The Rime Of The Ancient Mariner Diction Analysis

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The Rime of the Ancient Mariner by Samuel Coleridge, is a poem that was written in 1798 during the Industrial Revolution. The tale guides the reader through the adventures of an ancient mariner. The mariner begins telling his tale during a wedding. The mariner learns his lesson after killing an innocent Albatross on a voyage. Coleridge uses symbolism and diction to instill the lesson of respect for nature and all of God's creation. The lesson imparted by Coleridge in the poem is done so partly through the use of symbolism. The first example of symbolism showing the lessons of respect for nature is when the mariner kills the Albatross at the beginning of the story. The mariner says"With my cross-bow / I shot the Albatross" (Coleridge …show more content…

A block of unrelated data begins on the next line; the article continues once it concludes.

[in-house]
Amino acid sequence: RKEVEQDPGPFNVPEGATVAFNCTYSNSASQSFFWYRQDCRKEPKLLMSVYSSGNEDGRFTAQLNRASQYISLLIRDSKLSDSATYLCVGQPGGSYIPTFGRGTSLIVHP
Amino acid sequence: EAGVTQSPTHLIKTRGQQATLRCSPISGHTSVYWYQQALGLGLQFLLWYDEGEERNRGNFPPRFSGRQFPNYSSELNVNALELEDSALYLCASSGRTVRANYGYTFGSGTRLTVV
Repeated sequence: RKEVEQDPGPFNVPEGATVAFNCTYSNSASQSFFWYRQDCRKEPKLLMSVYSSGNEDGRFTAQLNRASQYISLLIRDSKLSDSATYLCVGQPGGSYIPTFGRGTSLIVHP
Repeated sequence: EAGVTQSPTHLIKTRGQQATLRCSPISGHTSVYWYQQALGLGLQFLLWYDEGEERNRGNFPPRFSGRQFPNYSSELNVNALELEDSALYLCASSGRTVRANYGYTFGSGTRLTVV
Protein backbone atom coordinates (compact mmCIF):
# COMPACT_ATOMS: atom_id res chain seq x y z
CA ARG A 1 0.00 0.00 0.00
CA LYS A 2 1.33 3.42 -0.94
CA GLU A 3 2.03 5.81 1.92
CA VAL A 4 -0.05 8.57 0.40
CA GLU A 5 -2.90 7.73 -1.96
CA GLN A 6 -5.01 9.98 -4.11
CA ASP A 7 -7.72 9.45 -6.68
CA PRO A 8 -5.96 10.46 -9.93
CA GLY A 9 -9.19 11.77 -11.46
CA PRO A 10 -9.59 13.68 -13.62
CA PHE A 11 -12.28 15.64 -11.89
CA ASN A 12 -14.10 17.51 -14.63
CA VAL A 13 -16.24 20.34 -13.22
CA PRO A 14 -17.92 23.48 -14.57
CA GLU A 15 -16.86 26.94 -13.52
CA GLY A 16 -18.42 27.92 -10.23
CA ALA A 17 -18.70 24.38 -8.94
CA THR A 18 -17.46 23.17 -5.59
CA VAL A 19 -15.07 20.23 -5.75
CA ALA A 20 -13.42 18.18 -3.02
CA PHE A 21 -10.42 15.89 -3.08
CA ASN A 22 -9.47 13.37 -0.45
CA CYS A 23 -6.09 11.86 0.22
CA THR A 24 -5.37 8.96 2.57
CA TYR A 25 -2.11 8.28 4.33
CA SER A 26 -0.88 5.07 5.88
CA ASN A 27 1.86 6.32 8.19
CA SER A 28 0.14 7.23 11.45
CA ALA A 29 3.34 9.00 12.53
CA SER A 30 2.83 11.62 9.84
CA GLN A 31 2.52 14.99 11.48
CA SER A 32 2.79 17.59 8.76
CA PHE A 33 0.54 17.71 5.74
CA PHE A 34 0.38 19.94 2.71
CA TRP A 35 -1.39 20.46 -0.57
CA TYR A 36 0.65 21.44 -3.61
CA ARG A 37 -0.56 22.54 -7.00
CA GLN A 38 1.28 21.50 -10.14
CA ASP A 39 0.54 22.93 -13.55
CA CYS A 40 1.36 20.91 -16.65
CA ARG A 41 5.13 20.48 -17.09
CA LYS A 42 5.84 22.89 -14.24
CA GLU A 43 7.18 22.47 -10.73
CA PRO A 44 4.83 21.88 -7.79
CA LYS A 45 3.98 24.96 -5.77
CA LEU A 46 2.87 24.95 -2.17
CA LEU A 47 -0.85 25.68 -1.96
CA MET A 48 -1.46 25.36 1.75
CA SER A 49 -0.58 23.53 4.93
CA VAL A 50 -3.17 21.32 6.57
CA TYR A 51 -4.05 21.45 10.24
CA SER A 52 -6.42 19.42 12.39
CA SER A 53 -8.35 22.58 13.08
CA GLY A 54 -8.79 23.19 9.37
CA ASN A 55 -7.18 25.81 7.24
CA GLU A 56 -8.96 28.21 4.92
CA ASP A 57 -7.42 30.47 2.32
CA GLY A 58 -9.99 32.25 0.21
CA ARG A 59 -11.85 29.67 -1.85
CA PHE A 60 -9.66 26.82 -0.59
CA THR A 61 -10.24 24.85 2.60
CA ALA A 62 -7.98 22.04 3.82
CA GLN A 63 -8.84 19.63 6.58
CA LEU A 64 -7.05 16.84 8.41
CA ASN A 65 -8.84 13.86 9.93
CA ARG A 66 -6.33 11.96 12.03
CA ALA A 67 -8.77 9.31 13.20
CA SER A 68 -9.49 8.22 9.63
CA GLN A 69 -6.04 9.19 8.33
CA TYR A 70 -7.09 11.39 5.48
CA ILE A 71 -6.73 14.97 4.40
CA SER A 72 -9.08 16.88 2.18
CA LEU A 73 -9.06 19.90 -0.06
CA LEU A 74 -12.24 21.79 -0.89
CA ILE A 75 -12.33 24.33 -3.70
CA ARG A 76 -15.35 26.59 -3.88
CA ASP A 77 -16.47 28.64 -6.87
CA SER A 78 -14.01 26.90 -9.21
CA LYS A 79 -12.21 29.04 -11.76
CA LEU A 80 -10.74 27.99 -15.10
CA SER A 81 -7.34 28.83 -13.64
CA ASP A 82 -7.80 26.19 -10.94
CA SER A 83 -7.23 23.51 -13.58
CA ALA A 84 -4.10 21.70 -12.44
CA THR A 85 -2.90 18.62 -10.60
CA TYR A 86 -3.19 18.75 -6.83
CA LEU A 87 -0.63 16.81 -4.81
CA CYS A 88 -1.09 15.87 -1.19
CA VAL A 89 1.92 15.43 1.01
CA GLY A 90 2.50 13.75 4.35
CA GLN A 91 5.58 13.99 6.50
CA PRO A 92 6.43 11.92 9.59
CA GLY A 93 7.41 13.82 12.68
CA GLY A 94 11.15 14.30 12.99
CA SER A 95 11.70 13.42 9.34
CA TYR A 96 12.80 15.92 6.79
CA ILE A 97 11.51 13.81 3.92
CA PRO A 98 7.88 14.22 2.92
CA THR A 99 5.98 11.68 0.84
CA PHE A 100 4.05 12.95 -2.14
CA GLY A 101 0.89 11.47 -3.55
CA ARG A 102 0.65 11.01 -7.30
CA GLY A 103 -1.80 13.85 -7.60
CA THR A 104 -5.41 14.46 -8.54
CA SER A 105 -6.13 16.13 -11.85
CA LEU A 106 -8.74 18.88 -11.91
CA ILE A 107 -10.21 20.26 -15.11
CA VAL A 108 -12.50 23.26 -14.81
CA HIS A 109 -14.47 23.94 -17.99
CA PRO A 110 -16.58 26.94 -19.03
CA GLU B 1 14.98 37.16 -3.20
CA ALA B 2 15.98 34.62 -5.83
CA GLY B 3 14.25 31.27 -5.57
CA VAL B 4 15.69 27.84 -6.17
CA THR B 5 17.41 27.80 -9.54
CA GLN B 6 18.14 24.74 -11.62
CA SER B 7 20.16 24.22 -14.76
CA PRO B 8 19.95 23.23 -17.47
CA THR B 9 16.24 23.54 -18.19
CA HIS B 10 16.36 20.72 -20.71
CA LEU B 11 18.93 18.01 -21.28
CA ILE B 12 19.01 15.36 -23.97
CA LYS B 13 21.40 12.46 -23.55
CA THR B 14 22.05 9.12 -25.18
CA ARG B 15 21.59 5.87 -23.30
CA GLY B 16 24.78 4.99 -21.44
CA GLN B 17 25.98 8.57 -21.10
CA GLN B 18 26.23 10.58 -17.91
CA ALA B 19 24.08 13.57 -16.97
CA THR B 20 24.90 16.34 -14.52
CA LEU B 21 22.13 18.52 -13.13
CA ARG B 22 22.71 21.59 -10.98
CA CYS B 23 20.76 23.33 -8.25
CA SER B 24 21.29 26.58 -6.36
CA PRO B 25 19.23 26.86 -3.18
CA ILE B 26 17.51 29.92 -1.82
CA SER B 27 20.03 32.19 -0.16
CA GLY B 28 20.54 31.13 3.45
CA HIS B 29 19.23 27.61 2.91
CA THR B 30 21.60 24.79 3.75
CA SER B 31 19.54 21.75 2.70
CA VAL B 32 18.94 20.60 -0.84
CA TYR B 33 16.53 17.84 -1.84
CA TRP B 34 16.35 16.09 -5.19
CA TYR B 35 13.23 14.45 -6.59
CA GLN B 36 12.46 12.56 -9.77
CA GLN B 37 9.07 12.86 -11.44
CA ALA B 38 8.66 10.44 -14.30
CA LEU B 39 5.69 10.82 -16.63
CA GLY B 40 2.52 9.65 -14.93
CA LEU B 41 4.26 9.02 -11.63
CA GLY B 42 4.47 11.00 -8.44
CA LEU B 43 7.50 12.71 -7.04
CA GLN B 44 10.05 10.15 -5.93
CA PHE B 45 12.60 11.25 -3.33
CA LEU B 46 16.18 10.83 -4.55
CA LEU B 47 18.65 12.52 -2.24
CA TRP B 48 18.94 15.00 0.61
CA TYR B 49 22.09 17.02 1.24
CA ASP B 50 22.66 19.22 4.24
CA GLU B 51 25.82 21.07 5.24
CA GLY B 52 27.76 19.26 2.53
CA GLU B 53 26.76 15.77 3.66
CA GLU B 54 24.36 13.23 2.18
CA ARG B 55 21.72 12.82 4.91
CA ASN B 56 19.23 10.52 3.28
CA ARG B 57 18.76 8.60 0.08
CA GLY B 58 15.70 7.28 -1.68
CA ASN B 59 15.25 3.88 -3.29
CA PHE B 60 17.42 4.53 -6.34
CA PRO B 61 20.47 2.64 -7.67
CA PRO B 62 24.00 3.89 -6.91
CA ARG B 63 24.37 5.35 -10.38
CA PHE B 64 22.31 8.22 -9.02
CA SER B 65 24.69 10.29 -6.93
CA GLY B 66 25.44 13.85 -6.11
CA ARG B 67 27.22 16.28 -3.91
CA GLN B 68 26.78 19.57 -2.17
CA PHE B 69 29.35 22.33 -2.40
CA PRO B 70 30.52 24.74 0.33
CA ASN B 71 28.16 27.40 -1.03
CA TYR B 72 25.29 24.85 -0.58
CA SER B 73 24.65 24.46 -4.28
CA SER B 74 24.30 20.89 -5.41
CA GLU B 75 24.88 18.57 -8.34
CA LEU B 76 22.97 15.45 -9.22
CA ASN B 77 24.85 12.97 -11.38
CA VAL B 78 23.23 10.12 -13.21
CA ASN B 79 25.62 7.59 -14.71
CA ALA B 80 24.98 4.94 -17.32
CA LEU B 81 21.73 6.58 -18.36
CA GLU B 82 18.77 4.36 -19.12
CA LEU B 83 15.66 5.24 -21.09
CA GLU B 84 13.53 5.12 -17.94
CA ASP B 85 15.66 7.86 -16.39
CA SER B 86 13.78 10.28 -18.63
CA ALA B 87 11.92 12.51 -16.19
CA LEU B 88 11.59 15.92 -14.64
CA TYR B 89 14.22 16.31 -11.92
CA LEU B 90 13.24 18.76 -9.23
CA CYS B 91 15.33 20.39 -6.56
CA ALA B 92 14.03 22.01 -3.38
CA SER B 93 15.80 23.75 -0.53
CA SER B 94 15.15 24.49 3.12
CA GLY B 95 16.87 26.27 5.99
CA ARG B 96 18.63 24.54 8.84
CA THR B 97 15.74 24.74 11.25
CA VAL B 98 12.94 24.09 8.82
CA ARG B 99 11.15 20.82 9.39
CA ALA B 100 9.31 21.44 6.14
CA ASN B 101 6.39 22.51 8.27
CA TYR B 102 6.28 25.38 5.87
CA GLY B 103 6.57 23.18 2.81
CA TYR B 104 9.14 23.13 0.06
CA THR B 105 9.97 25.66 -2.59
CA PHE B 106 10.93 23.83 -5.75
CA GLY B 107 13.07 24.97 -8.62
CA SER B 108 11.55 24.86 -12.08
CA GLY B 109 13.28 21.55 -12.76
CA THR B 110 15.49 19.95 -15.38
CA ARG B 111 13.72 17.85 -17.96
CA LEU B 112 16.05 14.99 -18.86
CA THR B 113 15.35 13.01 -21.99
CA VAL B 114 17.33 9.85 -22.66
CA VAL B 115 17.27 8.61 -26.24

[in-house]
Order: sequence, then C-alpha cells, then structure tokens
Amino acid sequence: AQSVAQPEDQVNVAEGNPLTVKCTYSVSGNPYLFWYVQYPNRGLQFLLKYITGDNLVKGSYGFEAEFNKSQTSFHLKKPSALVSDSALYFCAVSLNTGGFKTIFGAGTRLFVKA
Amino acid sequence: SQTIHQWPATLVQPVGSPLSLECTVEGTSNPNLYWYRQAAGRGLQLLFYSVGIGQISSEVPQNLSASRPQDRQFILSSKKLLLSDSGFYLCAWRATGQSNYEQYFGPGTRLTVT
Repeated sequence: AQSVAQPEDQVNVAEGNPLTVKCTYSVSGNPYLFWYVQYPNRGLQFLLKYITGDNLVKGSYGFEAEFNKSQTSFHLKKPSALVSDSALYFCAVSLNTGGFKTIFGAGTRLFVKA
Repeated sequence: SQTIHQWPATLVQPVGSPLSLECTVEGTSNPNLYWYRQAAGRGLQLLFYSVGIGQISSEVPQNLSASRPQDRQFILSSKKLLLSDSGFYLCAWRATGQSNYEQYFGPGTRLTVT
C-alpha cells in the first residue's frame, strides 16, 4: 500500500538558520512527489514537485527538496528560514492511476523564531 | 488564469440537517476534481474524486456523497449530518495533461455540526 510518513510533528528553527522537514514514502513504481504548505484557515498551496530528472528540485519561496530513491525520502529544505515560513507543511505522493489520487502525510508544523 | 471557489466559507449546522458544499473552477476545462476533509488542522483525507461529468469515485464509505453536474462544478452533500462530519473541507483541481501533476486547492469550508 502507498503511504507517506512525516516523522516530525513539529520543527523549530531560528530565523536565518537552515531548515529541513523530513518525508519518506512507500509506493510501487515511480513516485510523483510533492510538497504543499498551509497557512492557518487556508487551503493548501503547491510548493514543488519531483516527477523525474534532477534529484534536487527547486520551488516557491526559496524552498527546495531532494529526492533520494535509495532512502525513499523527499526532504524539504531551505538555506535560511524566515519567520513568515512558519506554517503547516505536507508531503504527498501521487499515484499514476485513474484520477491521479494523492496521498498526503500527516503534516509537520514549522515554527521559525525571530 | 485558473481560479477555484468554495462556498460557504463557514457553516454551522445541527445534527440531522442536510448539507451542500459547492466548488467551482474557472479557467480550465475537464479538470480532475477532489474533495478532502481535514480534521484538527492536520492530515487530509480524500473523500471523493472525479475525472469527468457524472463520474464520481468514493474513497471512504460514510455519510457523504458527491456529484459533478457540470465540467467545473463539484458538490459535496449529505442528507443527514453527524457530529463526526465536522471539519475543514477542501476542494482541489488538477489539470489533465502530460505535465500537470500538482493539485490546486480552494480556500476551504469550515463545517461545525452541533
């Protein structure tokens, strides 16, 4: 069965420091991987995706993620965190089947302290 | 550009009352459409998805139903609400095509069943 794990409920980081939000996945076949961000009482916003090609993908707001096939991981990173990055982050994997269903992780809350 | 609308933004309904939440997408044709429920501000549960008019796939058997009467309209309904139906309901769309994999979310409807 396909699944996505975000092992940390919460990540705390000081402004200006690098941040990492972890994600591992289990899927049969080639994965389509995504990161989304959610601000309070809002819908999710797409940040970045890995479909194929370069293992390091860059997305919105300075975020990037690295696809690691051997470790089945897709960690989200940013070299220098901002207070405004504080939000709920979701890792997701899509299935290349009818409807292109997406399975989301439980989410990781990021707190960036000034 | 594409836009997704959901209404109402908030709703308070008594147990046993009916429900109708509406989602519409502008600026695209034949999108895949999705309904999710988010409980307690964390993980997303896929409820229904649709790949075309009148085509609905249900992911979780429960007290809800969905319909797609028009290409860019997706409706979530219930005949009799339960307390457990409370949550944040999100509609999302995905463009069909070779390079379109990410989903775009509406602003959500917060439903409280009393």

The first example of where diction shows the poet's lesson in the work is when the shipmates say the Albatross was a bad sign because it brought bad weather. "Then all averred, I had killed the bird / That brought the fog and mist. / Twas right, they said, such birds to slay, / That bring the fog and mist" (96-99). This diction shows the negativity from the shipmates, and the the word choice of "averred" shows their selfishness, deciding the rightfulness of the action based on how it benefits them. The whole quote is exemplary of the poet's message because it shows the original thoughts of the crew, all of who do not care about the preservation of this part of nature. Another example of diction revealing the author's message is when the mariner has remorse for killing the Albatross and is admiring the water-snakes. He says, "O happy living things! no tongue / Their beauty might declare: / A spring of love gushed from my heart..." (279-281). This quote shows the change of heart the mariner undergoes. At the beginning of the story, he shows a complete lack of respect for the bird, even wearing it as a trophy after killing it. Now, the mariner has a respect for nature and the word choice of " a spring of love gushed from my heart" demonstrates how he has a new appreciation for the beauty of creatures and the sanctity of them. The last example is when the mariner is talking about the spirits of his shipmates being freed from their bodies. He says "Around, around, flew each sweet sound, / Then darted to the Sun; / Slowly the sounds came back again, / Now mixed, now one by one" (351-354). This quote indicates the light and joyful outlook on the situation that the mariner did not have before. At first, the mariner was very distraught and suffered under the curse of the dead men, but now he is happy as he sees and hears their

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